Five Enhancements for Future Apple Operating Systems

I would welcome

  • proper conversation mode with Siri.
  • a gesture to fling windows / files to other screens and devices on my network
  • smooth, quick, effortless Time Machine with a proper interface permitting multiple varying restores
  • solving this pain in the proverbial that passwords and two-factor authentication has become.
  • the capacity to designate default applications on every OS.
  • a revamp on the whole CUPS/print engine
  • The ability to extend family storage on Apple One to more than 2Tb
  • Various apps, Books comes to mind, can become important repositories which share badly or not at all.

I’d like a Finder window mode that basically splits your standard column view window into two halves, with the right half being a mirrored image of the standard LHS. Now you can use RHS favorites to choose an area for the RHS columns (or just navigate there by hand). Makes drag and drop between two areas on the file system or comparing contents of two folders much simpler than as presently through tabs or multiple windows. Plus, it would be a an actually usable interface for Finder in single-window/single-app “Full Screen” mode. Basically, Finder gets an mc makeover.

But honestly, I’d give up on getting even a single new feature in macOS 13 (and probably even 14) in a heartbeat if in turn Apple promised to just fixed all the stuff that’s broken, ugly, or outright unusable. TV app, I’m looking at you. And while we’re at it, drop this silly annual update obsession. Update when things are actually ready (LOL @ Universal Control‌), fix what’s necessary as soon as it’s required, don’t screw around with stuff that works just because marketing needs a splash for their upcoming annual dog and pony show. I guess this is more for the ‘never going to happen’ category. But we can always dream. :wink:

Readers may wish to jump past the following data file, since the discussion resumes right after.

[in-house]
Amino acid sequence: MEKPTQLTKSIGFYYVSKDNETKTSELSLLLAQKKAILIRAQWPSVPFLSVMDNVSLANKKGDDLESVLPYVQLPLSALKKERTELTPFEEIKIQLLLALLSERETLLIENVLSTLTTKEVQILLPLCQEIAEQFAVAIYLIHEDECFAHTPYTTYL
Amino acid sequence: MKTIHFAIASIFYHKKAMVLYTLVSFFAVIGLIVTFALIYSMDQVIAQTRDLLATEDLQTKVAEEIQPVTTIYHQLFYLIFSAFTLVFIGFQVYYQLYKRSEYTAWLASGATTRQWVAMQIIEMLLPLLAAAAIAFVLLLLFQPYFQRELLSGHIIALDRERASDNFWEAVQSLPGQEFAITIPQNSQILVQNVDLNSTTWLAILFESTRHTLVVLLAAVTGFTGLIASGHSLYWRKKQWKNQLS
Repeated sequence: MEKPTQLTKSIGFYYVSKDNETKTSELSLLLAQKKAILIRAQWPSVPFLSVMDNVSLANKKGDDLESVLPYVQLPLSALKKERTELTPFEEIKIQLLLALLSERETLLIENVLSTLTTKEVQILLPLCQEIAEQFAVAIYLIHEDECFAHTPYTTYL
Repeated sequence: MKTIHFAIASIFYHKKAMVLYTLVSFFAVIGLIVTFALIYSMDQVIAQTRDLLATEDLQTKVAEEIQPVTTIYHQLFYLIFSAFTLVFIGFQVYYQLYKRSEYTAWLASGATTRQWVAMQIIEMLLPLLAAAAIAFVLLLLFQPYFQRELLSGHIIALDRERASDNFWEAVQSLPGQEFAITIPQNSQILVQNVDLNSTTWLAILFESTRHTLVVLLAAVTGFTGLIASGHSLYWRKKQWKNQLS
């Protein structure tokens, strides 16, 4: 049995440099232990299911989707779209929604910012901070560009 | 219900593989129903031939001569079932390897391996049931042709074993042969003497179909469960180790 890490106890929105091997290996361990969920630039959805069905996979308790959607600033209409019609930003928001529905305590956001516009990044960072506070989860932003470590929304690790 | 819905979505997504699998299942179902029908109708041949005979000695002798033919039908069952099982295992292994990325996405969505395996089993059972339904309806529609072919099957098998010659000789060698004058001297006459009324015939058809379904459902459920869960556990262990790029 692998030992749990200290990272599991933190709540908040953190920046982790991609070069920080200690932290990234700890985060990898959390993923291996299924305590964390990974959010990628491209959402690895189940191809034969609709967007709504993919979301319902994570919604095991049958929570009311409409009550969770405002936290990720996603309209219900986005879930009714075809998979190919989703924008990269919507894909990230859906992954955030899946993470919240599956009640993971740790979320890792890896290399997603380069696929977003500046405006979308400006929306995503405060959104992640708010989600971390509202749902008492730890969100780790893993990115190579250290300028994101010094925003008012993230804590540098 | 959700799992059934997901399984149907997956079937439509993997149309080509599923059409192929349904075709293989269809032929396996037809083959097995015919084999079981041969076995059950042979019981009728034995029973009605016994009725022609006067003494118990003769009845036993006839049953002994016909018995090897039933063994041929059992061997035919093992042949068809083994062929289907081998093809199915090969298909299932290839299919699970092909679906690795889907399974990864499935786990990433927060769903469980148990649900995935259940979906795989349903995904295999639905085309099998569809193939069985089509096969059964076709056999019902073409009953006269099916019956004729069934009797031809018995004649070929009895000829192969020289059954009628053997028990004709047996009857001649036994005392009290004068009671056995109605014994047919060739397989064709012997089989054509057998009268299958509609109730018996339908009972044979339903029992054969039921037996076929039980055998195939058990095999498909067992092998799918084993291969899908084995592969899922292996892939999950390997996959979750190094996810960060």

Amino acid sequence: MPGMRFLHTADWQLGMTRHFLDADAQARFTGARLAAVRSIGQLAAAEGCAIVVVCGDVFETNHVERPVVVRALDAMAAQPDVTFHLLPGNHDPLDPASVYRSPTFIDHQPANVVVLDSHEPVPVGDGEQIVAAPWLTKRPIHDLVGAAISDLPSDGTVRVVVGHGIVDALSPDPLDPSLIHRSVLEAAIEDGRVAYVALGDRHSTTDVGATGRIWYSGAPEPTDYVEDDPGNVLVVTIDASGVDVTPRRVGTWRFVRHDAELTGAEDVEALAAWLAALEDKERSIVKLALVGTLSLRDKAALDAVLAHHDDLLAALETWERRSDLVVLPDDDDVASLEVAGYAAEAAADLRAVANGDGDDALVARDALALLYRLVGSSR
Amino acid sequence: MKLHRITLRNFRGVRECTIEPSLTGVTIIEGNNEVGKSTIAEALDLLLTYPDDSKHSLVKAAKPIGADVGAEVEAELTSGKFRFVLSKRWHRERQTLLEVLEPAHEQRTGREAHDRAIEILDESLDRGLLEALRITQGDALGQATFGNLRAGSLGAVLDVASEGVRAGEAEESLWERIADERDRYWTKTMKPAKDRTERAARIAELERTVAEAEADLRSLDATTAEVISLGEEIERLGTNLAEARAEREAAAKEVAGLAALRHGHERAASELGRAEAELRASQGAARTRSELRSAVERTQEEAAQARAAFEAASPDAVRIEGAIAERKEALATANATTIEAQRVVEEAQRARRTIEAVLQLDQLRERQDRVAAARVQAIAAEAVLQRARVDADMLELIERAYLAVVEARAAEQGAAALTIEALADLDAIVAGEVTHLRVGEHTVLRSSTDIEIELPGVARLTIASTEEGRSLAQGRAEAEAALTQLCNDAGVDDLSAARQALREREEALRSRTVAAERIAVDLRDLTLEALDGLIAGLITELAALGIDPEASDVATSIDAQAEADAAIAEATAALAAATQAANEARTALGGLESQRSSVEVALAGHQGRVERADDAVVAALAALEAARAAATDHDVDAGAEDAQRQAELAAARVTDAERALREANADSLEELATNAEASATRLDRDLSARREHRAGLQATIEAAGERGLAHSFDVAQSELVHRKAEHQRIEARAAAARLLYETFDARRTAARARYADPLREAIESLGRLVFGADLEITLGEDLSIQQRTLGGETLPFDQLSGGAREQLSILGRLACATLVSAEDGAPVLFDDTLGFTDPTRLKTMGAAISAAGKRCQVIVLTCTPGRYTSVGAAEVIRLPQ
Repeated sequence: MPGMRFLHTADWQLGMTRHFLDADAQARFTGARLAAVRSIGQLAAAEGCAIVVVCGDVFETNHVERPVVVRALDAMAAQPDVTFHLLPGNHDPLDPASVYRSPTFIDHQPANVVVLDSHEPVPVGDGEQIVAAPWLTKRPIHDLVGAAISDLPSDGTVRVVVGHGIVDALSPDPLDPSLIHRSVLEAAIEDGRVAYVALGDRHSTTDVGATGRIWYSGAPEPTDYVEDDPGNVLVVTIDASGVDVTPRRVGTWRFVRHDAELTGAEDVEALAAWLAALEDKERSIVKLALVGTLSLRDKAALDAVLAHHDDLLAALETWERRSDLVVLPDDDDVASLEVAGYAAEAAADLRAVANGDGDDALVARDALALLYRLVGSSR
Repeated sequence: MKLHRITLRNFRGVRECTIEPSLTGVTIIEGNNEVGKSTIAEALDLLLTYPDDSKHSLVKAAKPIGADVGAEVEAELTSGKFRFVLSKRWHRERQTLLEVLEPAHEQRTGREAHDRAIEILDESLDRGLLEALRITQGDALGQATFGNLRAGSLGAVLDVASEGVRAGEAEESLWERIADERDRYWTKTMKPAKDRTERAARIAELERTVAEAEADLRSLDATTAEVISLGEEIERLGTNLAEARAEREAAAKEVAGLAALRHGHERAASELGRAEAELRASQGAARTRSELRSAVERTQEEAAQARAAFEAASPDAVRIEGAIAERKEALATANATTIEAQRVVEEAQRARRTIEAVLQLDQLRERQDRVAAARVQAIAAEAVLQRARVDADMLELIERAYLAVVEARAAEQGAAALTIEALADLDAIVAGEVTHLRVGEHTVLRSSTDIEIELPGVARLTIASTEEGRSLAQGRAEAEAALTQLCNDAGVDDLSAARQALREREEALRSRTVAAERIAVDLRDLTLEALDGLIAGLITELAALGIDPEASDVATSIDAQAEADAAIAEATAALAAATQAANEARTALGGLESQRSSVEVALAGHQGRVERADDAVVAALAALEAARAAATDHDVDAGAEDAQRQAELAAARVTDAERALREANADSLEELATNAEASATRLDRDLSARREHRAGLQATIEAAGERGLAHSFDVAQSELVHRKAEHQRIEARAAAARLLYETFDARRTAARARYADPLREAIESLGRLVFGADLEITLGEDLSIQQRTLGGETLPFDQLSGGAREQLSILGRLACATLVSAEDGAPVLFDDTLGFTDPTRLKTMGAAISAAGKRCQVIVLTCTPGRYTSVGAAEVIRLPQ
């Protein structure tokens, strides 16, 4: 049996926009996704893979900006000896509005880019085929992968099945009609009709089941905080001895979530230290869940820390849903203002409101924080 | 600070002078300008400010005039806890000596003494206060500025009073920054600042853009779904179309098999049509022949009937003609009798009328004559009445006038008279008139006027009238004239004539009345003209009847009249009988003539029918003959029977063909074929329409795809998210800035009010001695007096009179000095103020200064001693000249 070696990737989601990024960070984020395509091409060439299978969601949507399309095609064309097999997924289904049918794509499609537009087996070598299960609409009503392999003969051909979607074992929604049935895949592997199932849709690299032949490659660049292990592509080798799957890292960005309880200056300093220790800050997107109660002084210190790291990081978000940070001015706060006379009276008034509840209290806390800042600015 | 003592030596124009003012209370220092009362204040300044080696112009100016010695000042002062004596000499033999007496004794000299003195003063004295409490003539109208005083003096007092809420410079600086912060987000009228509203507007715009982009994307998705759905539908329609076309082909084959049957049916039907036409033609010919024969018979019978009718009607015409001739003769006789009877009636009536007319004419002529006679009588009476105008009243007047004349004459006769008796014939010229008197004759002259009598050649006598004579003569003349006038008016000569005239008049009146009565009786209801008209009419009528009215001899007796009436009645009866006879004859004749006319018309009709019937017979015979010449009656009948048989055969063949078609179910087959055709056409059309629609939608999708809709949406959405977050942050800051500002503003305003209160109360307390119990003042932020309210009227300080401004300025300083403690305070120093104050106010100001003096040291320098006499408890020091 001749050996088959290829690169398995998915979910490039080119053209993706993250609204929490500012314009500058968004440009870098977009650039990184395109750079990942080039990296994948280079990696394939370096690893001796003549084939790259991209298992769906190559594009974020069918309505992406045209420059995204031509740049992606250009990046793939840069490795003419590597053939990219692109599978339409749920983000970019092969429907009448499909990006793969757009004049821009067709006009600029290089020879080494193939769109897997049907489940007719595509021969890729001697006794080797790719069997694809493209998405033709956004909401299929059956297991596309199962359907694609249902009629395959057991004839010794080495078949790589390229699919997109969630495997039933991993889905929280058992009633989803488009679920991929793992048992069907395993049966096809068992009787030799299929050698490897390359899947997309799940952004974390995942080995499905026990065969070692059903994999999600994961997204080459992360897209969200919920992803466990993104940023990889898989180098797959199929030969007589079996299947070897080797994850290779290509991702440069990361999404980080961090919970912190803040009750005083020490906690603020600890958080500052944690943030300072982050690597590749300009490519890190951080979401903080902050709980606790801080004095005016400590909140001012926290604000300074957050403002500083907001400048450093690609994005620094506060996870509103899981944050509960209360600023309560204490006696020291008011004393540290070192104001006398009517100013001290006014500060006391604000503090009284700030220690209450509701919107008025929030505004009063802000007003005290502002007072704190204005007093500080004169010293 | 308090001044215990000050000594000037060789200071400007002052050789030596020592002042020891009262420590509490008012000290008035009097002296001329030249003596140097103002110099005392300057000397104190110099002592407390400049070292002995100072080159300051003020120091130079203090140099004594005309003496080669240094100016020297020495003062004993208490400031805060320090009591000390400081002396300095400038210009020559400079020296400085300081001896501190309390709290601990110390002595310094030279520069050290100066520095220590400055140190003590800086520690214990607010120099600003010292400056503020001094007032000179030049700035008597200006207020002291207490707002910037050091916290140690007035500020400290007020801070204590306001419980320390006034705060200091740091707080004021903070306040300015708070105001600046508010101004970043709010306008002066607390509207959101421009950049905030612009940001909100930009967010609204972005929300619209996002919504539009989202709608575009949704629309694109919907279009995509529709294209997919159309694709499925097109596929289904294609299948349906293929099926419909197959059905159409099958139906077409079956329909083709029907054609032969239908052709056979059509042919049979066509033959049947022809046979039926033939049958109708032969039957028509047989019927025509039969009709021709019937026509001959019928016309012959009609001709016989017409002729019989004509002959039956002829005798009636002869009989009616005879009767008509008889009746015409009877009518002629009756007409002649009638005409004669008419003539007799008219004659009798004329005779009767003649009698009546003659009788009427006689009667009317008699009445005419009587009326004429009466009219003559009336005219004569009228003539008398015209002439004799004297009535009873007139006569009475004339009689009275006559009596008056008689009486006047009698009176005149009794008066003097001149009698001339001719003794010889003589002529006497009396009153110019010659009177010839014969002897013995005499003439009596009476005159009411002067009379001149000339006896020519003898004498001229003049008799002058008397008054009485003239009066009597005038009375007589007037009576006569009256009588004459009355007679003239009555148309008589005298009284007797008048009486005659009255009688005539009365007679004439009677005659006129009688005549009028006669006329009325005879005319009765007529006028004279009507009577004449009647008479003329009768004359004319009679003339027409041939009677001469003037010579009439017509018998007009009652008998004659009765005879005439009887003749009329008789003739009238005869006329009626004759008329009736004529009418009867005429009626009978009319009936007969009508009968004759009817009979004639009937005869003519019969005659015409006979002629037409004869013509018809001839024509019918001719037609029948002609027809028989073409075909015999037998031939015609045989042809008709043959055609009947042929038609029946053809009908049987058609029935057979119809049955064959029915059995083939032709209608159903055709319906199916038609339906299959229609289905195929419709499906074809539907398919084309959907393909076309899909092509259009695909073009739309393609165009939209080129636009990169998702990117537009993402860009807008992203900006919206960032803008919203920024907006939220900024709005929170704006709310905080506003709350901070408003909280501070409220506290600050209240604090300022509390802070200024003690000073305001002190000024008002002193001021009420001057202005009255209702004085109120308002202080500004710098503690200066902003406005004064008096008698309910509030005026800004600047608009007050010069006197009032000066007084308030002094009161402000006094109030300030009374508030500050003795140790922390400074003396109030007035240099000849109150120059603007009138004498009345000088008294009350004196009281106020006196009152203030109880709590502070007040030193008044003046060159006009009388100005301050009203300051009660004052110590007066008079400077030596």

Does Messages even have a concept of read/unread for the reader (I know I can turn on read receipts so the sender knows when I’ve read their messages)? For me, I’m just always at the bottom, so I have to scroll up to find the first unread message, and I have to do it from memory, there’s no indicator of which messages I’ve seen and which I haven’t, or where I left off reading.

Having something more like Slack (or, literally, hundreds of other messaging systems), where there’s a clear demarcation between read and new, and where I’m at the last read so as I scroll down I’m reading from oldest to newest would definitely be on my Apple wishlist.

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They should. When you open the messages app, a conversation thread for an individual or groups has a blue dot when there is an unread message. All I need is the ability to mark a conversation unread, so I remember to go back to it later.

I know I’m not alone in wanting a feature like this. I often get messages that I cannot answer right away but sometimes forget to answer them.

I just checked the messaging app Signal - it allows me to mark a conversation unread. That would be perfect for the iOS Messages app. I don’t need to mark individual messages unread - just signal that there is something unread at a glance at the unread badge on the messages icon, and then the blue dot within the app itself.

Ah, ok, I was thinking individual messages within a conversation. I do see the dot when a conversation has unread messages, and yes, I’d definitely like to be able to mark a conversation unread (particularly since when I delete a conversation, the next one in the list is automatically marked read).

But also, when I tap a conversation, it drops me at the bottom. I’d much prefer it drop me at the last message in that conversation I saw, instead of having to scroll up, trying to remember when the last message I saw was sent (if I even noticed) or its content.

I’d like Spotlight to ‘just work’ like it used to.
I find searching my drive for simple files/content to be a frustrating mess. Instead of returning a nice, short list of matches on my drive I get an endless list of web pages, Siri ‘suggestions’, Search Web, Siri Knowledge etc. Why is it so hard to prioritise the local drive and forget trying to search the planet?